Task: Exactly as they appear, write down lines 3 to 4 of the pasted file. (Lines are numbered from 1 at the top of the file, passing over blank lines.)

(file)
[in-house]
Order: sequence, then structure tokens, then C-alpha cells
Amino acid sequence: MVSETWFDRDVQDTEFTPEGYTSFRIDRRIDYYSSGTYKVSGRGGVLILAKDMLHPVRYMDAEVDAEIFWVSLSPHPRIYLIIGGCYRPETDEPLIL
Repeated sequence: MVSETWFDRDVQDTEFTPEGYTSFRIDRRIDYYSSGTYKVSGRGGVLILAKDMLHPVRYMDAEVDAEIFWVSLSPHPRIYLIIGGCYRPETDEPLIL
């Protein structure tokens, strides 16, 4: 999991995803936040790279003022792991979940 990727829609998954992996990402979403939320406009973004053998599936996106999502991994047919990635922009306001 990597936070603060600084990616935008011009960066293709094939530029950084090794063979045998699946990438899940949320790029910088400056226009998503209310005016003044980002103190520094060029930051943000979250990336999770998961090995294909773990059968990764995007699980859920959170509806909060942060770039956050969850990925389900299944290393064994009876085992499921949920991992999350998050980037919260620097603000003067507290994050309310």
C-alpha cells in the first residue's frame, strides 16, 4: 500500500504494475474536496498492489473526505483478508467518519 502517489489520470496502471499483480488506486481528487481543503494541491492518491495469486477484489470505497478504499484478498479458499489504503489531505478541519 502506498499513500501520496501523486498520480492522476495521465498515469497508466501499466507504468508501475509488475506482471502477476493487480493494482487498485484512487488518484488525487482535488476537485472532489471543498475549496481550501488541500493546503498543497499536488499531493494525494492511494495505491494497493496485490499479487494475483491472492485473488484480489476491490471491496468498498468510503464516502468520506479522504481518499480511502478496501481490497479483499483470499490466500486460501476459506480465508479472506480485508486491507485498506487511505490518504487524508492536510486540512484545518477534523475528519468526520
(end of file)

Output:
Amino acid sequence: MVSETWFDRDVQDTEFTPEGYTSFRIDRRIDYYSSGTYKVSGRGGVLILAKDMLHPVRYMDAEVDAEIFWVSLSPHPRIYLIIGGCYRPETDEPLIL
Repeated sequence: MVSETWFDRDVQDTEFTPEGYTSFRIDRRIDYYSSGTYKVSGRGGVLILAKDMLHPVRYMDAEVDAEIFWVSLSPHPRIYLIIGGCYRPETDEPLIL